Interest rates and further regulation will dominate buy-to-let market in 2019 – brokers

  • 20/12/2018
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Interest rates and further regulation will dominate buy-to-let market in 2019 – brokers
Brokers predict continued growth in the buy-to-let market next year, with an increase in limited companies and longer-term fixed rate products. However further regulation could add complications.


Specialist Lending Solutions talked to some brokers who gave their predictions on the buy-to-let mortgages for the year ahead.

Ying Tan, CEO and founder of The Buy to Let Business and Buy to Let Club, said it has been a relatively calm year for the BTL sector.

He added: “Lenders have done their best to ensure property investment remains an attraction proposition by cutting their rates to record lows and I imagine we’ll see more of this in 2019.

“Next year will see the continued growth of limited company buy to let as the roll-out of the tax changes continues and we’ll see increased regulation around the rental market as a whole.

“We’ve already seen the start of this with government consultations on lettings fees and the discussion around longer tenancies continuing. I think the government is finally recognising the private rental sector as an acceptable form of tenure and as such there is a greater focus on ensuring it is fit for purpose.

“We’ll also see more landlords looking to the north for property investment as the region continues to be a hotspot for buy-to-let.”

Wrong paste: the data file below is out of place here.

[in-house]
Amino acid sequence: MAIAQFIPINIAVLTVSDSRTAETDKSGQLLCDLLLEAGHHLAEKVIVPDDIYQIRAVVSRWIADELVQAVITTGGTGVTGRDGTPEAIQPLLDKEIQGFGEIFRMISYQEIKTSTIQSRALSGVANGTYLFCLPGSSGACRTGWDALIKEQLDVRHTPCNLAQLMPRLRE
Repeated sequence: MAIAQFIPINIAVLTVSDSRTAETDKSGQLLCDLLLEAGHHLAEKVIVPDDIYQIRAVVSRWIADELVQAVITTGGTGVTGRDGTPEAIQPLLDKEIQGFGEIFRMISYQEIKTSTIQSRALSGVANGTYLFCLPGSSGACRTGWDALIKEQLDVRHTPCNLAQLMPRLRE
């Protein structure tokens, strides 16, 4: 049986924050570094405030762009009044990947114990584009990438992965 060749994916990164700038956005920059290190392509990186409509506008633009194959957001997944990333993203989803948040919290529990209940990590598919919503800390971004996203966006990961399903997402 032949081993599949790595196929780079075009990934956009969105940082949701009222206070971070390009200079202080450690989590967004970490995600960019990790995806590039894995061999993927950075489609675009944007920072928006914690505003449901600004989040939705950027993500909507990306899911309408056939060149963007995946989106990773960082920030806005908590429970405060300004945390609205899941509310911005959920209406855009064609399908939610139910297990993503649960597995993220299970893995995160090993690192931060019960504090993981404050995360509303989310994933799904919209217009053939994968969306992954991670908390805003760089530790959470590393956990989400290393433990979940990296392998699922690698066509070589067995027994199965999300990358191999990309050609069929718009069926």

Continued regulatory demands

Andrew Turner, chief executive at Commercial Trust, is expecting a continued trend of creative product options from lenders.

He said: “However, the days of rock bottom buy to let mortgage interest rates, may be numbered. The number of incentives added on products perhaps underlines that interest rates cannot go any lower, but that lenders are still keen to attract landlord business.

“When the base rate increased again by 0.25% in August, some lenders absorbed the extra costs and in some cases, even reduced mortgage interest rates. I believe that this cannot continue indefinitely.”

Further, Turner explained that Minimum Energy Efficiency Standards (MEES) rules mean that from April 2020, regardless of tenancy status, all rental properties will have an Energy Performance Certificate (EPC) rating of at least E.

“So 2019 will impact more landlords, in preparation for the 2020 deadline. Houses in multiple occupation (HMO) licensing also remains a hot topic and the changes have not resolved all issues.

“Questions remain over their effectiveness in identifying those unwilling to follow the law and this subject is likely to rumble on into 2019.”

He also noted that the government had recently announced plans to review existing health and safety regulations as the current regulations have not been reviewed for 12 years.

“Once again though, having the resources to enforce represents a challenge. Landlords need to keep abreast of 2019 changes to health and safety legislation.

“Many of the above topics fall under landlord legal obligations and carry severe penalties for non-compliance,” he added.


Rates falling with some lenders

Jonathan Clark, mortgage partner at Chadney Bulgin, said in 2019 rates may reduce further with some lenders.

For instance, he suggested the difference between residential and BTL pricing will narrow as mainstream lenders look to increase profitability on lending.

He added: “Longer-term fixed-rate products of 10 years could increase in popularity, as investors look to secure their outgoings during uncertain times.

“More lenders will follow the likes of Virgin Money and Godiva in offering very competitive customer retention rates in order to retain their customers, shrinking the BTL remortgage market,” he added.

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